xBA on Fastballs vs. Breaking Balls, Part 2
As mentioned in a previous post, now is the time to look at some possibly overlooked players headed into 2020, based on their consistency in hitting both fastballs and breaking balls well.
As a reminder, here is what the scatter plot looks like. You can look up specific players using the "highlighter" feature on the Tableau Viz.
Green represents consistency on both types of pitches, or guys that kill fastballs so much that the gap in expected average on breaking balls is not something to be concerned with. Red represents a player that is bad at hitting fastballs, or has a wide gap in expected batting average between fastballs and breaking balls. Yellow represents a concerning gap between the two. Once we look at bucketing players into these different groups, we can then take the next step of seeing if there is a discernible trend in pitch mix. For example, as noted in last week's post, Justin Upton saw fastballs seven percentage points less in 2019 than 2018, and that could have contributed to his decline when he was on the field. Now, let's take a look at some players in the green bucket that may be getting overlooked.
J.D. Davis (NYM - OF)
Truthfully, this is a guy who probably isn't getting overlooked. Everyone is pining for the Mets to get him regular playing time with the universal DH coming to an empty stadium near you. Everyone knows that he is a Statcast darling, but his consistency on each type of pitch is astounding.
DJ Lemahieu was the only other hitter to have xBA's above .300 in every type of pitch. That's some decent company. Now, I would expect JD's pitch mix to include more breakers and offspeed pitches going forward, given that barely anybody sees 60%+ fastballs anymore. At an ADP of 165, Davis is worth the 12-13th round pick with the universal DH. While there are reports that Davis may lose out on playing time even with the DH, and he still strikes out too much, expect him to play 90%+ of games in some capacity. When in doubt, pick the player with the best skills. Right now, that's Davis.
Alex Dickerson (OF - SFG)
Dickerson doesn't pummel fastballs (.286 xBA), but his minor dip on breaking balls (.256 xBA) means that he isn't likely to ever get into an extended slump. Dickerson's whiff rate on breaking balls is a way-too-high 33%, but his launch angle (12 degrees) and average exit velocity (90 MPH) make up for it. Launch angle is a function of getting out in front of the ball (Christian Yelich has a great explanation of it), so it's not a surprise that Dickerson whiffs a lot by trying to get out in front of the ball (and thus is early on breaking balls when he is expecting a fastball). To confirm this, he pulled 16 of his 33 balls in play against breaking balls - a limited sample, to be sure. Given that he is 29, he may not improve on pitch recognition. But, he could be a waiver wire pick up if he starts out hot and these trends hold. At an ADP outside of 600, there's no risk here.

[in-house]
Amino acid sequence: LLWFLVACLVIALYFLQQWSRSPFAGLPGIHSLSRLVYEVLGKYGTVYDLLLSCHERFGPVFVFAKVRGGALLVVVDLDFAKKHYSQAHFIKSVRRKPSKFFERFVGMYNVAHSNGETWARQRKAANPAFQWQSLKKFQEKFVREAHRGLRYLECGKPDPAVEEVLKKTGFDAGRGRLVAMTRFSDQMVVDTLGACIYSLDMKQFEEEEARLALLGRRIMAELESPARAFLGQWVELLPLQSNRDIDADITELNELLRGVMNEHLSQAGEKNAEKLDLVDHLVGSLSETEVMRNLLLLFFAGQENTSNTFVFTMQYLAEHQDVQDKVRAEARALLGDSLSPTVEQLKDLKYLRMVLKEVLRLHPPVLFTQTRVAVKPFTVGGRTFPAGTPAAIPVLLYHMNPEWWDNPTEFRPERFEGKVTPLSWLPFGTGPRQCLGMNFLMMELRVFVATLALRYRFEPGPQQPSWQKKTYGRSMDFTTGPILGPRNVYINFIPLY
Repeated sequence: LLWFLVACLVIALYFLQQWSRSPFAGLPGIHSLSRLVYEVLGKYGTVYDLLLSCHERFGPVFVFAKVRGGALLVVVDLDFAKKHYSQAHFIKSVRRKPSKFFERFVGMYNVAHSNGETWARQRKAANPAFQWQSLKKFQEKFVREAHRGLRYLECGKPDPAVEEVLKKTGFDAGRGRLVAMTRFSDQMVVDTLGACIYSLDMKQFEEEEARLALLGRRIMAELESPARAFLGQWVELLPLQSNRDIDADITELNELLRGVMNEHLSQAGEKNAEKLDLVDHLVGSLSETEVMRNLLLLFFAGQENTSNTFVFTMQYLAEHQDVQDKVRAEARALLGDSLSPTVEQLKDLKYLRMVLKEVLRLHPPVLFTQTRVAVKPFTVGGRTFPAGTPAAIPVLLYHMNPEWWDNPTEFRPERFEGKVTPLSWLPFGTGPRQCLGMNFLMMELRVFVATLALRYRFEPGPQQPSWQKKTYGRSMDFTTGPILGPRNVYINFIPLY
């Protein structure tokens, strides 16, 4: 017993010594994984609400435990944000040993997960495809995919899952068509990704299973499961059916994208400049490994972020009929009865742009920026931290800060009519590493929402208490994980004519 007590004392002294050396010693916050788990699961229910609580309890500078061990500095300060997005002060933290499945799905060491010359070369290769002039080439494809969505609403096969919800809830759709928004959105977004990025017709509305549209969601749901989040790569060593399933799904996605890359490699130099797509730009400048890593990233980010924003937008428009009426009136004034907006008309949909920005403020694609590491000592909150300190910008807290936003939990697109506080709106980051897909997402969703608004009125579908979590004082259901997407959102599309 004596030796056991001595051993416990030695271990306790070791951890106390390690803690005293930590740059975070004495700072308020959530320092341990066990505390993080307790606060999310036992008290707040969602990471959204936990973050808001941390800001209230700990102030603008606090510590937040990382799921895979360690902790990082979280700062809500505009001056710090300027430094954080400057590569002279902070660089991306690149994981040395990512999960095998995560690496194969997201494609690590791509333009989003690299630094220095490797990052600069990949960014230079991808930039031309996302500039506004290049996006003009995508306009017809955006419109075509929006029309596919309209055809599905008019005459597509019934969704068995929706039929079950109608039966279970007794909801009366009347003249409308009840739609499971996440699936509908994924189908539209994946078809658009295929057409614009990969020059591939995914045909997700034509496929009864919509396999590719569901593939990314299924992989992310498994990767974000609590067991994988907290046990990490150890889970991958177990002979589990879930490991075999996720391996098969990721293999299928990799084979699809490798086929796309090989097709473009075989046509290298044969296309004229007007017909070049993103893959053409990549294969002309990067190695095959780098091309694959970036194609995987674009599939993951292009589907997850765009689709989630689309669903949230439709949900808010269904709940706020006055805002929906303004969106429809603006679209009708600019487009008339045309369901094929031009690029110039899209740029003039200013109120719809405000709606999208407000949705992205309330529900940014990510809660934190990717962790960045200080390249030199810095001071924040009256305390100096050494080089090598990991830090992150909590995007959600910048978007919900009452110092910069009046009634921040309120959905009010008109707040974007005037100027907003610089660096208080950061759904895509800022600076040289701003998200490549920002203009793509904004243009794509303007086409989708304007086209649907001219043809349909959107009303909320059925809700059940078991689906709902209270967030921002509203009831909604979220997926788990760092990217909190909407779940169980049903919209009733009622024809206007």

Garrett Cooper (OF/1B - MIA)
If Cooper could just stay healthy, more people would know about his skills. Cooper's xBA on fastballs and breaking balls is an identical .273. However, he gets there in VERY different ways. While he doesn't whiff much on fastballs, his launch angle is 1 degree! He gets to this .273 through spraying the ball to all fields:
While those spray percentages are on all pitches, it's easy to see that Cooper's all-fields approach is a good batting average approach. As for breaking balls, his launch angle is more optimal (12 degrees), but whiffs at a 29% rate. Further, while that launch angle is better, his exit velocity is two miles lower on breaking balls than fastballs. Like Dickerson, expect Cooper's pitch mix to even out a bit more going forward. At an ADP of 413, you could get nearly 20 homers and a decent batting average out of him over a full season. If he plays most of the 60-game season, he will surely accumulate surplus value.
Tommy La Stella (3B - LAA)
Cubs fans shriek a little inside every time something good about La Stella pops up. His .314 xBA on fastballs and .300 xBA on breaking balls makes me do just that. His xBA's are fueled by tremendous plate discipline, whiffing less than 12 percent on both fastballs and breaking balls. His exit velocities and barrels are nowhere close to impressive, but he optimizes his launch angle to have a good batting average.
If La Stella reverts to his 2018 self, he is somewhat close to being Hanser Alberto. They have similar strikeout and walk rates, plus similar max exit velocities. La Stella barrels the ball a bit more, but its far from impressive. His 278 ADP is lower risk, but someone like Alberto is still on the board over over five rounds later.
Yandy Diaz (3B - TBR)
Yandy isn't the next Yelich quite yet, but his bat path suggests he has the capability to do just that. Specifically to this exercise, his high exit velocities on both fastballs and sliders yields high xBA's. His whiff rate is about league average on both pitches, and the only thing holding him back is getting more in front of the ball, resulting in a more optimal launch angle. Diaz will likely see less fastballs this coming year, but given that he hits all pitches so well, this shouldn't be an issue. If he can stay healthy, he should exceed that price.
There is certainly more to explore here, which starts with xwOBA on different types of pitches. As the season picks back up, tracking how the featured players in these pieces perform will be interesting. It takes a bit of time for expected stats to stabilize, and we may not be able to declare winners and losers of this exercise until after the season. Running some analytics on "xISO," or xBA-xSLG, is also intriguing. This would be similar to xwOBA, but with more of a focus on power.
The main next step, of course, is actual baseball to be played!